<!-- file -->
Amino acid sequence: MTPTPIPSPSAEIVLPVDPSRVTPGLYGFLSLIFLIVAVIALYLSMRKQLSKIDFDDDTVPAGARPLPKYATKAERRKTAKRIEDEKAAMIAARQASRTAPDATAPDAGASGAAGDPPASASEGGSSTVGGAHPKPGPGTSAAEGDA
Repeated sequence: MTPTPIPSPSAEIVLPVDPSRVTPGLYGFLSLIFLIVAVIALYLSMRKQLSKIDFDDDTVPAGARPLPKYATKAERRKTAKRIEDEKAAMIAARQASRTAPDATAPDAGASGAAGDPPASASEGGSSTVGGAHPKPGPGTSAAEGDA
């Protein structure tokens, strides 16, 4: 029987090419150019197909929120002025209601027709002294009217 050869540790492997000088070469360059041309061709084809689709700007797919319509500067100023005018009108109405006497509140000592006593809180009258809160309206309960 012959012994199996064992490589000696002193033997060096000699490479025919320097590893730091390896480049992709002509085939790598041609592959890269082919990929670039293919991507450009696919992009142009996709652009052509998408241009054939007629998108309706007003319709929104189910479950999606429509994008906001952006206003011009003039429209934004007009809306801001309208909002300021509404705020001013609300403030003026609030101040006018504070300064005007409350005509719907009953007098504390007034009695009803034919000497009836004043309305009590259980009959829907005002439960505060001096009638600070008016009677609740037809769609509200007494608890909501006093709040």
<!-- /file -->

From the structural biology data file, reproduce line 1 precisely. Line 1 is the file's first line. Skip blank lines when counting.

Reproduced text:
Amino acid sequence: MTPTPIPSPSAEIVLPVDPSRVTPGLYGFLSLIFLIVAVIALYLSMRKQLSKIDFDDDTVPAGARPLPKYATKAERRKTAKRIEDEKAAMIAARQASRTAPDATAPDAGASGAAGDPPASASEGGSSTVGGAHPKPGPGTSAAEGDA